Human T lymphocytes expose ionotropic and metabotropic glutamate receptors, which control immune responses, cell activation, maturation, and death. Several cytokines release during inflammation which identification may have important physiological and clinical implications. Main biological function of IL-10 is limitation and termination of inflammatory responses and the regulation of differentiation and proliferation of several immune cells. Various inflammatory molecules regulated the secretion of IL-8 and IL-10, but the action of glutamate on the biosynthesis of cytokines is unknown. We have found that in peripheral blood lymphocytes glutamate at the concentrations within normal plasma levels (1 x 10(-5) M), as well as at lower concentration (0.3 x 10(-6) M) changes the secretion of immunosuppressive cytokine IL-10, whereas synthesis of proinflammatory chemokine, IL-8 did not changed significantly. Moreover, our results have shown that peripheral blood lymphocytes from patients with autoimmune thyroiditis release less IL-10 at both concentration of glutamate than peripheral blood lymphocytes from healthy persons. These data suggest that glutamate decrease the secretion of IL-10 by peripheral blood lymphocytes, especially in patients with autoimmune thyroiditis that may be responsible for prolongation of inflammation.

  7. Glutamate enhances the expression of vascular endothelial growth factor in cultured SD rat astrocytes

    Institute of Scientific and Technical Information of China (English)

    Chong-xiao Liu; Yong Liu; Wei Shi; Xin-lin Chen; Xin-li Xiao; Ling-yu Zhao; Yu-mei Tian; Jun-feng Zhang


    Objective To study the effect of glutamate on the expression of vascular endothelial growth factor (VEGF) mRNA and protein in cultured rat astrocytes. Methods Cultured rat astrocytes were randomly divided into 6 groups: control group (C), glutamate group (G), QA group (Q), DCG-IV group (D), L-AP4 group (L) and glutanmte-FMCPG gronp (G+M). Cells were cultured under nomoxic condition (95% air, 5% CO2). RT-PCR and ELISA methods were used to detect the expression of VEGF mRNA and protein in cultured astrocytes, respectively. G+ M group was preincubated with lmM MCPG for 30 min prior to the stimulation with glutamate. There were 7 time points at 0,4,8,12,16,24 and 48 h in each group except G+M group. Results The expression of VEGF mRNA and protein did not differ significantly among D group, L group and C group. Different from that in C group, the expression of VEGF mRNA and protein could be enhanced both in a dose-dependent and time-dependent manner in G group and Q group. Meanwhile, the enhanced expression of VEGF mRNA and protein in G group was completely suppressed by MCPG after 24 h. Conclusion Glutamate can increase the expression of VEGF mRNA and protein in cultured astrocytes, which may be due to the activation of group I metabotropic glutamate receptors in astrocytes.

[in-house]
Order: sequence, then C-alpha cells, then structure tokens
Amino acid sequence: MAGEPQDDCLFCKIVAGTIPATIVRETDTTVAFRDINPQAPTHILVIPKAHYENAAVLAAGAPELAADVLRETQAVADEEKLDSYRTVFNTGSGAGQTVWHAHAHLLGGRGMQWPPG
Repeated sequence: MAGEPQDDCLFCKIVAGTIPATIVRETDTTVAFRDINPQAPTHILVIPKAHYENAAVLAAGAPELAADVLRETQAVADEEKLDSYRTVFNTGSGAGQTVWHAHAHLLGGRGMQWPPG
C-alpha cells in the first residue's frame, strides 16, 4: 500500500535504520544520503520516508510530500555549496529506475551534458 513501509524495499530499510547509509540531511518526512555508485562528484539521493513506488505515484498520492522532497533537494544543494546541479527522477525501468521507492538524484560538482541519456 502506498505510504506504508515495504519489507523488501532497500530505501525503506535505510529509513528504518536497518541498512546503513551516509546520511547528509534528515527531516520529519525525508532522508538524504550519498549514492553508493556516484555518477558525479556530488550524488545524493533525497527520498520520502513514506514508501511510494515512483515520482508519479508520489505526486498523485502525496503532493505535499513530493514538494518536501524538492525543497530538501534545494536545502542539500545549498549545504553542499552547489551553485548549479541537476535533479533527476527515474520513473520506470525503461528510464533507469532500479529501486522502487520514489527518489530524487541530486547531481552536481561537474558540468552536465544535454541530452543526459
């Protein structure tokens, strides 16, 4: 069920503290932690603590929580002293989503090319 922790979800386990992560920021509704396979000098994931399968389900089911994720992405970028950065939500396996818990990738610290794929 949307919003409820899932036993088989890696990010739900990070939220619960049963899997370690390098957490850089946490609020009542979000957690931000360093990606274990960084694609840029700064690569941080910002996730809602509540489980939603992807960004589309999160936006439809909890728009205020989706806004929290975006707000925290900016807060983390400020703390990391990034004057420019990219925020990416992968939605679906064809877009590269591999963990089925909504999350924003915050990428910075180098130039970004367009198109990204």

8. Pre-ischemic treadmill training alleviates brain damage via GLT-1-mediated signal pathway after ischemic stroke in rats. (United States)

    Wang, X; Zhang, M; Yang, S-D; Li, W-B; Ren, S-Q; Zhang, J; Zhang, F


    Physical exercise could play a neuroprotective role in both human and animals. However, the involved signal pathways underlying the neuroprotective effect are still not well established. This study was to investigate the possible signal pathways involved in the neuroprotection of pre-ischemic treadmill training after ischemic stroke. Seventy-two SD rats were randomly assigned into three groups (n=24/group): sham surgery group, middle cerebral artery occlusion (MCAO) group and MCAO with exercise group. Following three weeks of treadmill training exercise, ischemic stroke was induced by occluding the middle cerebral artery (MCA) in rat for 2 h, followed by reperfusion. Twenty-four hours after MCAO/reperfusion, 12 rats in each group were evaluated for neurological deficit scores and then sacrificed to measure the infarct volume (n=6) and cerebral edema (n=6). Six rats in each group were sacrificed to measure the expression level of glutamate transporter-1 (GLT-1), protein kinase C-α (PKC-α), Akt, and phosphatidylinositol 3 kinase (PI3K) (n=6). Two hundred and eighty minutes (4.67 h) after occlusion, six rats in each group were decapitated to detect the mRNA expression level of metabotropic glutamate receptor 5 (mGluR5) and N-methyl-D-aspartate receptor subunit type 2B (NR2B) (n=6).The results demonstrated that pre-ischemic treadmill training exercise reduced brain infarct volume, cerebral edema and neurological deficits, also decreased the over expression of PKC-α and increased the expression level of GLT-1, Akt and PI3K after ischemic stroke (pdamage after ischemic stroke, which might be involved in two signal pathways: PKC-α-GLT-1-Glutamate and PI3K/Akt-GLT-1-Glutamate.